At Chestermere Station Pediatric Dentistry, we work hard to make your child’s first visit to the dentist an enjoyable experience. Children are not born with a natural fear of the dentist, but they do often fear the unknown. Thus, we strive to leave your child with a good impression of the dentist and to make that first visit very special. To create a good, lasting impression, we recreated a 1900’s old-time train station setting in our lobby. This way when you arrive, it is not like a visit to a typical family dentist.
Also, when you visit us, our dental team will make a special effort to use pleasant, non-frightening, simple words to describe each treatment to your child to put him or her at ease. The more you and your child know about the first visit, the better you and your child will feel about coming in for an appointment.
The Canadian Academy of Pediatric Dentistry recommends the following:
Children should visit the dentist by their first birthday. It is essential that your child’s newly-erupted teeth receive proper dental care and benefit from proper oral hygiene habits right from the beginning.
When New Teeth Arrive
Your child’s first teeth typically begin to erupt between 6 and seven months of age and will continue to erupt until about age three. During this time, your child’s gums may feel tender and sore. To help alleviate this discomfort, we recommend that you soothe the gums by rubbing a clean finger or a cold, wet cloth across them. You may also choose to make use of a teething ring. When your child has finished teething, you can expect a total of 20 primary teeth.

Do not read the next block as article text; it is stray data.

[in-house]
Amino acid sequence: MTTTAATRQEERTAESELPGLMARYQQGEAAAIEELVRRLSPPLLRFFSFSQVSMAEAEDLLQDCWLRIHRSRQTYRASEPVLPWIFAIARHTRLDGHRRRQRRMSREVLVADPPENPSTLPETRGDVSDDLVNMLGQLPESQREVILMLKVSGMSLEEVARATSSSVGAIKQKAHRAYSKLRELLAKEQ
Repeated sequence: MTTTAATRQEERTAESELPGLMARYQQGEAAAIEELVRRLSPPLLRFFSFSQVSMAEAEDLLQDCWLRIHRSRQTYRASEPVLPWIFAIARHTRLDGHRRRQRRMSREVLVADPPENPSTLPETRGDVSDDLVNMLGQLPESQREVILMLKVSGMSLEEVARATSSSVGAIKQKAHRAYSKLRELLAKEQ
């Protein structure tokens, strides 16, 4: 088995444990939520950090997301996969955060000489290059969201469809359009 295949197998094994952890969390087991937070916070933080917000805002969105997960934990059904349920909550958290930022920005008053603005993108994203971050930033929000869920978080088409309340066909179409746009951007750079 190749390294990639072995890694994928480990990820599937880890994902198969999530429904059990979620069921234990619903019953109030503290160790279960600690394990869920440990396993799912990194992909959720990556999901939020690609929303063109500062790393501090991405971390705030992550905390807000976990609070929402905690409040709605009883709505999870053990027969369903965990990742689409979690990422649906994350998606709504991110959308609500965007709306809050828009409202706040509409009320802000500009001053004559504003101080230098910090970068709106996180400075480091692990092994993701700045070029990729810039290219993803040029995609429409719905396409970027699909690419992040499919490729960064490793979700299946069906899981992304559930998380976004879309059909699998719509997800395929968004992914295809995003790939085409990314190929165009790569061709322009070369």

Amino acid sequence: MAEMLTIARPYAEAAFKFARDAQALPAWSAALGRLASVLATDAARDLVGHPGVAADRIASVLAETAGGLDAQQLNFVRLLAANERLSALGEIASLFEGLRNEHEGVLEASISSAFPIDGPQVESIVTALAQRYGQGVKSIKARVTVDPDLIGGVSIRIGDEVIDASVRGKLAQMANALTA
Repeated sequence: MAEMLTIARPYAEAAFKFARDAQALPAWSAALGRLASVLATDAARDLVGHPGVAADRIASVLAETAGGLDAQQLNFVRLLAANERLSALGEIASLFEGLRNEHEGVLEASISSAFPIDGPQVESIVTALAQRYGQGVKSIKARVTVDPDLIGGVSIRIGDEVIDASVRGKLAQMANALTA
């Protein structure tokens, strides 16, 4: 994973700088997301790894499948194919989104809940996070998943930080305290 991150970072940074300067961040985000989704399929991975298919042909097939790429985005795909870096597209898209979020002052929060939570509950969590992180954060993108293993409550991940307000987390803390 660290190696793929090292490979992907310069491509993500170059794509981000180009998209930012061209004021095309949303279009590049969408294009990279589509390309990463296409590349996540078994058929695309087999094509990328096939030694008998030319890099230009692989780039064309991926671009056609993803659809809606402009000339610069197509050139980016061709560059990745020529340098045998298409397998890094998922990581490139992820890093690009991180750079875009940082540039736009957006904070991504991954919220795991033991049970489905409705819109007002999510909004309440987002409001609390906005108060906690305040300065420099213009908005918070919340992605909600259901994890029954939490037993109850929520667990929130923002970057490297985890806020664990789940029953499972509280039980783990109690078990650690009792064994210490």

Your child’s primary teeth are shed at various times throughout childhood. Permanent teeth begin erupting at age 6 and continue until age 13. Adults have 28 permanent teeth (32 including wisdom teeth).
Adopting Healthy Oral Hygiene Habits
As your child’s teeth erupt, be sure to examine them. Look for lines and discoloration that may be signs of decay. Remember that sugary foods and liquids can attack a new tooth, so take care that your child brushes after feeding or eating. We recommend brushing two times a day for optimal oral hygiene.
Brushing can be fun, and your child should brush as soon as the first tooth arrives. When a baby’s tooth erupts, parents should brush the tooth with a soft-bristled toothbrush and a smear of toothpaste on the brush. Children over the age of 3 should apply a pea-sized amount of toothpaste for greater coverage of teeth.
Flossing is also a part of good oral hygiene habits. At a certain point in early development, the bristles of the toothbrush are no longer useful in removing the plaque between teeth, so flossing is a necessity to promote good dental hygiene.
Call us at (587) 349-5858 to book your
Children’s Dentistry consultation with us today!